1. Deed/Indenture between Caleb Motz and E.A. Motz, Jas. S. Ervin and wife M. Ervin and John Carson and wife Harriet Carson2. July 17, 1873 Letter from Caleb Motz asking John Carlson for deeds to tracts of land for he and wife Emaline 3. 1891 Deed S.T. Pearson to Kate Eaves, 600 acres 4. January 22, 1892 G.G. Eaves to Spencer Elliot 600 acres 5. Deed, J. Connolly and J.S. Brown to William M. Carson (undated fragment)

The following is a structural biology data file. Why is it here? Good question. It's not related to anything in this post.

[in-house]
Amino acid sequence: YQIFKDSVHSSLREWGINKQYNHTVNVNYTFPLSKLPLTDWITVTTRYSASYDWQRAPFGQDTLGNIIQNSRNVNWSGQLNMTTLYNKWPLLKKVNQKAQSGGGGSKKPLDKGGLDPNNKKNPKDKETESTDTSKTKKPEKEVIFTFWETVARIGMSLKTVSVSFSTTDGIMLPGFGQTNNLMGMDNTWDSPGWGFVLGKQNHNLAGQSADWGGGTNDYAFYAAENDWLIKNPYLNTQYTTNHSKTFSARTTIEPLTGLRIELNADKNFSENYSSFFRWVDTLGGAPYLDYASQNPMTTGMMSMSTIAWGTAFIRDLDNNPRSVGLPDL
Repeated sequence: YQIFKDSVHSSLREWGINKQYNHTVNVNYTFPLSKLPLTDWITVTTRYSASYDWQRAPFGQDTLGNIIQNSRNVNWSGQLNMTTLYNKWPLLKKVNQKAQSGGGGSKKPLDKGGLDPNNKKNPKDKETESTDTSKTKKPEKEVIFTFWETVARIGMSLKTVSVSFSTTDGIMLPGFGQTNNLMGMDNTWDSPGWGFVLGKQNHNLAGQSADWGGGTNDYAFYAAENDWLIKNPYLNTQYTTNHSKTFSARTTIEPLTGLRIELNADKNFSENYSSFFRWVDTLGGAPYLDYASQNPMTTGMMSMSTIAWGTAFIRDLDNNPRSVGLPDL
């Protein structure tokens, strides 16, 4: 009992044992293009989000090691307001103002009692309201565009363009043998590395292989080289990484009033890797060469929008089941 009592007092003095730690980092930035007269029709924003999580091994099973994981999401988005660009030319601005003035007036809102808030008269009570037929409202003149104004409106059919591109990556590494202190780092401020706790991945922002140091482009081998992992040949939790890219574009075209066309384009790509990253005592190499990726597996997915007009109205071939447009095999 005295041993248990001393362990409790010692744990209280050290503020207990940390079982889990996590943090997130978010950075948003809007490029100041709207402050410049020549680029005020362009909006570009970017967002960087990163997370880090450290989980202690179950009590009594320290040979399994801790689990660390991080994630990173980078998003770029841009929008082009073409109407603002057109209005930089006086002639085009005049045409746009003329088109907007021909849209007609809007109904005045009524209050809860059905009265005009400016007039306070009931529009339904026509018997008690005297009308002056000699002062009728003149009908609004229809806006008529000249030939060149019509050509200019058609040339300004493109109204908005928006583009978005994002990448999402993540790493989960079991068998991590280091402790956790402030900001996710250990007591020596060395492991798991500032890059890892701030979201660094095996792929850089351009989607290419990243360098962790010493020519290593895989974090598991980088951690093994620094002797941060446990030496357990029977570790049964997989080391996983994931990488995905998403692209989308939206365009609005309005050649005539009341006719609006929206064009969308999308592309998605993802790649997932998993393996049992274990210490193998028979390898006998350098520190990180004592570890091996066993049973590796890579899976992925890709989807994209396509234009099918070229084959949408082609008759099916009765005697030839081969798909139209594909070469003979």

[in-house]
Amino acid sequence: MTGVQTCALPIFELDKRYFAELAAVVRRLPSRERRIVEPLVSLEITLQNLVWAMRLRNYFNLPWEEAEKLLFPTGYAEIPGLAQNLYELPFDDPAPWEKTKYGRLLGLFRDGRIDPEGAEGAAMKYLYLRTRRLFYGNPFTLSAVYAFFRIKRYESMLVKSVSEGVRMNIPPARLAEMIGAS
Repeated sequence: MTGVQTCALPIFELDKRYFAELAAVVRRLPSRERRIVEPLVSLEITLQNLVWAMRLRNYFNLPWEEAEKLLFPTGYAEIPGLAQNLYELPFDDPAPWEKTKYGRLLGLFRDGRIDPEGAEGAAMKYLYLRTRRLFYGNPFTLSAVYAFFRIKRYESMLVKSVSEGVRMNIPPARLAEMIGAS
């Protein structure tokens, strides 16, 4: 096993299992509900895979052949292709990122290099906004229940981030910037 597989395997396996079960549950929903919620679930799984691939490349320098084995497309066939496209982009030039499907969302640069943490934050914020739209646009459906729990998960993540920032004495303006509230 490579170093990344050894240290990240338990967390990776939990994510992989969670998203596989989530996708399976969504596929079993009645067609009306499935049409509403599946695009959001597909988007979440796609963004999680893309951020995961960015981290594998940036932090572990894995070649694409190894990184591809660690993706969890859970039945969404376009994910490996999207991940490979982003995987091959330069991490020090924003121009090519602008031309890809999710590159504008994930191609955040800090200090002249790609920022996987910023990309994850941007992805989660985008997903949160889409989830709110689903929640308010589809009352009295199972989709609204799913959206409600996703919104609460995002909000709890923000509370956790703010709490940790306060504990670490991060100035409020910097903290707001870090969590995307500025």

1. Autobiography of John Carson's life2. Demarcation of land, McDowell County, North Carolina opposite west prong of Pole Bridge Branch 3. Chadburn Gunter Power of Attorney to Jason Carson for 50 acres of land 4. U.S. Internal Revenue Survey of Stills owned by Charles W. Godfrey, John Carson to George Lacky. Survey on reverse side 5. Boundaries J.M. Hall tract of land sold by John Carson 6. John Pullom land between Druscilla Church and the Spring 7. Land boundaries 8. From J.T. Reid to R.C. Burgin regarding payment of various debts 9. Survey fro Elkana Elliot, 6 acres in town of Marion 10. Memoranda, persons namesd in Thomas Green's deed of trust 11. Plat of Spake (?) and James Brown Place